Our vision was to become a smart, vibrant and entrepreneurial city. Now we have a number of the leading small to mid-size tech companies that are now located here, and we are recruiting even larger tech companies.
SCW: How did this vision for Fishers take shape?
MF: As corny as it sounds, I can actually remember the specific day where I was brainstorming about the future of our city and we had a whiteboard up. What we realised was that there was an intersection that typically was needed that looked at was needed to attract jobs. So in a 20th century economy it would be industrial parks and things of that nature but that these run counter to a quality of life standpoint – no one wants to live next door to an industrial park. There’s always this tug-of-war between industry and residents.
When we started listing on the whiteboard what companies in a 21st century economy would want, we wrote up things like trail connectivity, access to great culinary experiences, good architecture, dream space and so on. Then we went over to the other column and we said, O.K, now what do the next generation of talented people want for the communities that they live in, and they could have been identical in terms of what they wanted.
So we asked how do we create an environment that is the most hospitable for people who want to live here, as well as the companies that we want to attract. The same places where people want to locate their businesses are the same places that people want to hang out.
This happened 4.5 to 5 years ago, and since that time, we’ve done $350-$400 million worth of real estate investment as well seeing in the last 2.5 years over 4,000 new jobs.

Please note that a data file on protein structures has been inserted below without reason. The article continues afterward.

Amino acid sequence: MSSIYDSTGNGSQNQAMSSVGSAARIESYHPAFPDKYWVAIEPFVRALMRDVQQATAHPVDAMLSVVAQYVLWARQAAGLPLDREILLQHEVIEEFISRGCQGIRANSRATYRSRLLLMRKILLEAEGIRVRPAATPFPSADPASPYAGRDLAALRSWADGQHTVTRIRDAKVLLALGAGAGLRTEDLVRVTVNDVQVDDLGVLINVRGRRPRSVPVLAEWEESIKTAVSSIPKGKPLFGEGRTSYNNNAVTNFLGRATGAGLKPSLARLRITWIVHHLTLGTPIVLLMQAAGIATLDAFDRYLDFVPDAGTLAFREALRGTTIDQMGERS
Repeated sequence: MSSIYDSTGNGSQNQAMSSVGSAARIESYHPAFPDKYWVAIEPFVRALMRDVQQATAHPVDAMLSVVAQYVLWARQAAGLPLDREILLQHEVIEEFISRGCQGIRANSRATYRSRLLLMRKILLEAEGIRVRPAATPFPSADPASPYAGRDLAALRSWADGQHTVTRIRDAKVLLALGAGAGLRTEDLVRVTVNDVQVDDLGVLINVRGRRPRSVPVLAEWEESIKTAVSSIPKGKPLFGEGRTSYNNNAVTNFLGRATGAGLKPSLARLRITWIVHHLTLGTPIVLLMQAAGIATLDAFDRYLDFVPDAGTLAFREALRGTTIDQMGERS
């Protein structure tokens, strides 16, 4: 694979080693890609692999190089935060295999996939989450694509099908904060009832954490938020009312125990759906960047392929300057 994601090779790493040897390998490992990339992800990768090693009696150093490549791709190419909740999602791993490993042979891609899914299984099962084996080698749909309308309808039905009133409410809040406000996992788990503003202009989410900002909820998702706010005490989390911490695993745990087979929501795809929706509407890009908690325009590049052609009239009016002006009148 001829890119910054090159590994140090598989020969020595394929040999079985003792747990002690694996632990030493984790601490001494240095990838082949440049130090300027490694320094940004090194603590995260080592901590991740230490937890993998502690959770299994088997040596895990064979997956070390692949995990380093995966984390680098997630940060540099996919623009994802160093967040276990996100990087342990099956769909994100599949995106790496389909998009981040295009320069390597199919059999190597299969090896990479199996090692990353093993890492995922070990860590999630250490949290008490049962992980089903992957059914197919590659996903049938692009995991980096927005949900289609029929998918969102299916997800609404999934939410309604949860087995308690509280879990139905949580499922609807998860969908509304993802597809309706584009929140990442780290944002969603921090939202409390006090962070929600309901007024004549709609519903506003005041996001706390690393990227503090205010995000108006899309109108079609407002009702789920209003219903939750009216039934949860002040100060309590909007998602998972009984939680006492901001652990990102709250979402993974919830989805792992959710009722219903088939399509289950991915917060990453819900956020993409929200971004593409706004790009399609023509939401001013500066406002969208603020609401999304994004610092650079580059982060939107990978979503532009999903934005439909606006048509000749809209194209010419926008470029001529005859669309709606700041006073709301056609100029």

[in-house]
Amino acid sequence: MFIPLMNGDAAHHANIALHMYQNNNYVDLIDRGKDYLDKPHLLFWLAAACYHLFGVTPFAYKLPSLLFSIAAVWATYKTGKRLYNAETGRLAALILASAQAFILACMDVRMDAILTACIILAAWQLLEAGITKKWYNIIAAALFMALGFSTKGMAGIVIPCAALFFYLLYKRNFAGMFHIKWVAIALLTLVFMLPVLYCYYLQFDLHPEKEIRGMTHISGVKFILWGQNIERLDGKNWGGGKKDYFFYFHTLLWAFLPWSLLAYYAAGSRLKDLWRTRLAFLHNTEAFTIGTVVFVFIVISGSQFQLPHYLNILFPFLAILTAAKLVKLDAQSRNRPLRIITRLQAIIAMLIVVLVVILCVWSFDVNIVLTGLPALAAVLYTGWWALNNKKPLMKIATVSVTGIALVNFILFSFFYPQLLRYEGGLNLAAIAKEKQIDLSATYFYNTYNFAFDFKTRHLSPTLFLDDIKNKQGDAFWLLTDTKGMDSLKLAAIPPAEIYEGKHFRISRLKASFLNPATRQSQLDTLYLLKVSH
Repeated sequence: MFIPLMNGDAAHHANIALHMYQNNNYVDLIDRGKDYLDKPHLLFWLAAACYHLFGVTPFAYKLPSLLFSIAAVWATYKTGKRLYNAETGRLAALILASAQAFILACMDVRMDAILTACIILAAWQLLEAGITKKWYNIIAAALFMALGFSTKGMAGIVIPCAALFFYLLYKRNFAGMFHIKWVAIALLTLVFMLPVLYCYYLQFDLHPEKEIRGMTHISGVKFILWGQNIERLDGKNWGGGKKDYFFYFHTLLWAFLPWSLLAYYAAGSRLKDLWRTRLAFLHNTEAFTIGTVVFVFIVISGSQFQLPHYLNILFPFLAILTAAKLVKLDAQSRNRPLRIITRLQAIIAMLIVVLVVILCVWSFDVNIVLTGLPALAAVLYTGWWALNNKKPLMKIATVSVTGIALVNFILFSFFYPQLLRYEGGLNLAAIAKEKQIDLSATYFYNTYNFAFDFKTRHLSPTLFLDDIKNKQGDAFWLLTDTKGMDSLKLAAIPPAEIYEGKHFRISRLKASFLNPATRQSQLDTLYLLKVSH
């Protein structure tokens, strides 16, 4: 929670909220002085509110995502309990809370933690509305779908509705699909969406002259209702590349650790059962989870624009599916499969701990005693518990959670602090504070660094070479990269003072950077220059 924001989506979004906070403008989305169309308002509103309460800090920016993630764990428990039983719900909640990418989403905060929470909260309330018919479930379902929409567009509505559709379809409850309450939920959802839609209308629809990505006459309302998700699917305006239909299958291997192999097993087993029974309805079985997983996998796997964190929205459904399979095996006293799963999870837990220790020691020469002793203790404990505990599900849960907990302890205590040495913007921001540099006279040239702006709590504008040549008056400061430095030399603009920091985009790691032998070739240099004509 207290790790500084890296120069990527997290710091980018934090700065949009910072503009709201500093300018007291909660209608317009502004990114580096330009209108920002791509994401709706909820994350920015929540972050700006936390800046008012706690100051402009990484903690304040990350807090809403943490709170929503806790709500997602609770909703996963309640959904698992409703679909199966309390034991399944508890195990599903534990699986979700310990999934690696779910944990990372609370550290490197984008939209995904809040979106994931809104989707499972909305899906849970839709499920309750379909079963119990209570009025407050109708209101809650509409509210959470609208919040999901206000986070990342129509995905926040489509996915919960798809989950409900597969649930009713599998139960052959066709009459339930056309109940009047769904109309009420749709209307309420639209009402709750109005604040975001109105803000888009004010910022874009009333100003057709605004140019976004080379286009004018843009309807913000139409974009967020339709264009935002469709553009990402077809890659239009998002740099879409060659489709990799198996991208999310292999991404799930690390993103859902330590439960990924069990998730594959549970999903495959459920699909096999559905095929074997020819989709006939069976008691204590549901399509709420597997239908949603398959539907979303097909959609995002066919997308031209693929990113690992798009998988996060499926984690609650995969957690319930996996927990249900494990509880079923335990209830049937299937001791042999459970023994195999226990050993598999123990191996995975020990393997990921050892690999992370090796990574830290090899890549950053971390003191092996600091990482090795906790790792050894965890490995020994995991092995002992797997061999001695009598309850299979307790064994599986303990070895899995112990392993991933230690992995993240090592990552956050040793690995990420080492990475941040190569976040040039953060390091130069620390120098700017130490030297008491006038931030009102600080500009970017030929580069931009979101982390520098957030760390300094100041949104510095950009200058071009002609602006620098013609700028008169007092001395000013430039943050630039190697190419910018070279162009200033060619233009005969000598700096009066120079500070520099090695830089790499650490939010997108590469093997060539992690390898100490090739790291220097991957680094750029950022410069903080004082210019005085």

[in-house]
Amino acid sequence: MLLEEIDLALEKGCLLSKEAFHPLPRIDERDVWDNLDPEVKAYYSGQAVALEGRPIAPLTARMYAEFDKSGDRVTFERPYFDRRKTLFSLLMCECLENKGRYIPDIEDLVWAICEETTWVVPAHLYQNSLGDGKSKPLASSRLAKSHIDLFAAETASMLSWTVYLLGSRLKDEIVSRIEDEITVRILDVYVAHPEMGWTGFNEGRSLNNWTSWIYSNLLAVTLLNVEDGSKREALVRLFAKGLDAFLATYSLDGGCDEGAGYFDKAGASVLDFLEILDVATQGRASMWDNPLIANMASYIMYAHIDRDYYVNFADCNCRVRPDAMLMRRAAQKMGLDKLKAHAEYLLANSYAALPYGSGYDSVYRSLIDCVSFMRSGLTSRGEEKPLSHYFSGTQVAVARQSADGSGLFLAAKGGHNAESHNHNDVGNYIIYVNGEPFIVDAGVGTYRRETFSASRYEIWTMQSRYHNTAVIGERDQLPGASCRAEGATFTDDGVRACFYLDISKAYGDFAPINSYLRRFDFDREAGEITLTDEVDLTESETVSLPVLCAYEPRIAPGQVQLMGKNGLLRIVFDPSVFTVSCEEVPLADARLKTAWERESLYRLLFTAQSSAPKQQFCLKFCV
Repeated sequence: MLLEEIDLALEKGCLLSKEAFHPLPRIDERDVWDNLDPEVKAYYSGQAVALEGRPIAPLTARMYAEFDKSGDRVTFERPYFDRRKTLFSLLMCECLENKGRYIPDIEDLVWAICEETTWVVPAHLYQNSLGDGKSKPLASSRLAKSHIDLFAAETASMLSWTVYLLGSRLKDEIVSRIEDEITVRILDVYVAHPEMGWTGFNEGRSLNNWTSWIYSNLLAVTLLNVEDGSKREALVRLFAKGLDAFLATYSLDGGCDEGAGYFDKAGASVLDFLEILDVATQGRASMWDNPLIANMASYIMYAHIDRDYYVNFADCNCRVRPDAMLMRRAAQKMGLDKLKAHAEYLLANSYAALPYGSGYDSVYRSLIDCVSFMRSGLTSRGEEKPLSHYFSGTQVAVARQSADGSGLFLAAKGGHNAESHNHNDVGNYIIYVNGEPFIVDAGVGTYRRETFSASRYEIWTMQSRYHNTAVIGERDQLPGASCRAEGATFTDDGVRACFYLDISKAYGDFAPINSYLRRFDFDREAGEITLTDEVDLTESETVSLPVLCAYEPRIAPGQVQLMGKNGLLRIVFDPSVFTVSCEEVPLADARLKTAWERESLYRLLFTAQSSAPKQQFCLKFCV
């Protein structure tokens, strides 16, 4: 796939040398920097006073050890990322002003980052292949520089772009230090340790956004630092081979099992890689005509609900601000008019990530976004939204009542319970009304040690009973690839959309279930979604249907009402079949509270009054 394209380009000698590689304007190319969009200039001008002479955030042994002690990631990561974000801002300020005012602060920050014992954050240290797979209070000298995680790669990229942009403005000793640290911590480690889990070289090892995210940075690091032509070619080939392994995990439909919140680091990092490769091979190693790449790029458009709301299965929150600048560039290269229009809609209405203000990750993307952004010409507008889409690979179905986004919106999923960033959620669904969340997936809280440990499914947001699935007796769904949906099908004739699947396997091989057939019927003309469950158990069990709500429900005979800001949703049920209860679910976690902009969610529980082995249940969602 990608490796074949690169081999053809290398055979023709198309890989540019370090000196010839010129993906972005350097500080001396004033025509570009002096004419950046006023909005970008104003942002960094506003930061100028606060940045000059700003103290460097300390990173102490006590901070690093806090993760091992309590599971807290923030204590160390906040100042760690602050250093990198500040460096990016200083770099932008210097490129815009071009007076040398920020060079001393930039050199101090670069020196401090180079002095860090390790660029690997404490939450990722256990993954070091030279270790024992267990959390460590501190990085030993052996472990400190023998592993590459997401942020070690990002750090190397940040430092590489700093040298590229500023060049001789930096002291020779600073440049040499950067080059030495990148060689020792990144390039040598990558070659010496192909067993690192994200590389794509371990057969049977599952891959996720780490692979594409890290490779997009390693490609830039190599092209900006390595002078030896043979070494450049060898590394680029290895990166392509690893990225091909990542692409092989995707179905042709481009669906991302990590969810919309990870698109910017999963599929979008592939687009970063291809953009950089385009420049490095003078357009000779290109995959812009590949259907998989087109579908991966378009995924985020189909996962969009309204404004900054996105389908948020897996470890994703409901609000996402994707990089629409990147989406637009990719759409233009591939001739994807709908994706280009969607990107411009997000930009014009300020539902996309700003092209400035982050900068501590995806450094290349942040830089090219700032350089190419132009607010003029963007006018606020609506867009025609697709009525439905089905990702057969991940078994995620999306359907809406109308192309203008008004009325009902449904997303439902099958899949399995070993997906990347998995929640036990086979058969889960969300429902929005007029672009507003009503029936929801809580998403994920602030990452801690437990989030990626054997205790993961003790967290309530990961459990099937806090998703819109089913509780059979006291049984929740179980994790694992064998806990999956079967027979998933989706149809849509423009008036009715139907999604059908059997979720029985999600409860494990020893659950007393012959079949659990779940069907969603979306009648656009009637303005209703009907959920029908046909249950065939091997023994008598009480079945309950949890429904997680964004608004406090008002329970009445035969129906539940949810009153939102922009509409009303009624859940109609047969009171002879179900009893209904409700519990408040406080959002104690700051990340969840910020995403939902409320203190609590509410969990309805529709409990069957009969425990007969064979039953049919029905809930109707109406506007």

SCW: Where did the idea for the IoT hub come from?
MF: That originated out of conversations I had with some of the tech guys in our community. We had a co-working space and we were thinking about what was chapter 2 in our city in the realm of entrepreneurialism. At the same time we started to look at our state and what we realised is that Indiana is an interesting example of where IoT fits in.
Indiana is exceptional at making things, moving things and growing things. In manufacturing, distribution and agriculture we rank in the top five states in the US in all three of those industries. But as we started to look at technological trends we realised that all three of those industries were about to be disrupted by this concept of the Internet of Things.
Firstly, it will certainly increase production and make the companies more successful, and secondly, a lot of the jobs that Indiana residents currently enjoy from these companies will go away.
We have this juxtaposition where businesses will be more successful in our state if they embrace IoT concepts, but at the same time less and less Indiana residents will have the opportunity to work in those companies.
So what we thought about was how do we start to create environments where we can provide the research and development, the talent, the necessary components of IoT so that when these large companies that exist in Indiana like EIi Lilly or Cummins Inc. decide to embrace the IoT, instead of going to California or New York City for that type of expertise they turn inward into Indiana and find the talent here. In doing so, we start to diversify our economic base to provide new opportunities for Hoosiers.
SCW: Are you employing typical smart city initiatives in the management of your city?
MF: We have a three-year goal to automate and modernise all our internal operations we have an embedded group part of partially our staff, partially outside consultants are working on this initiative.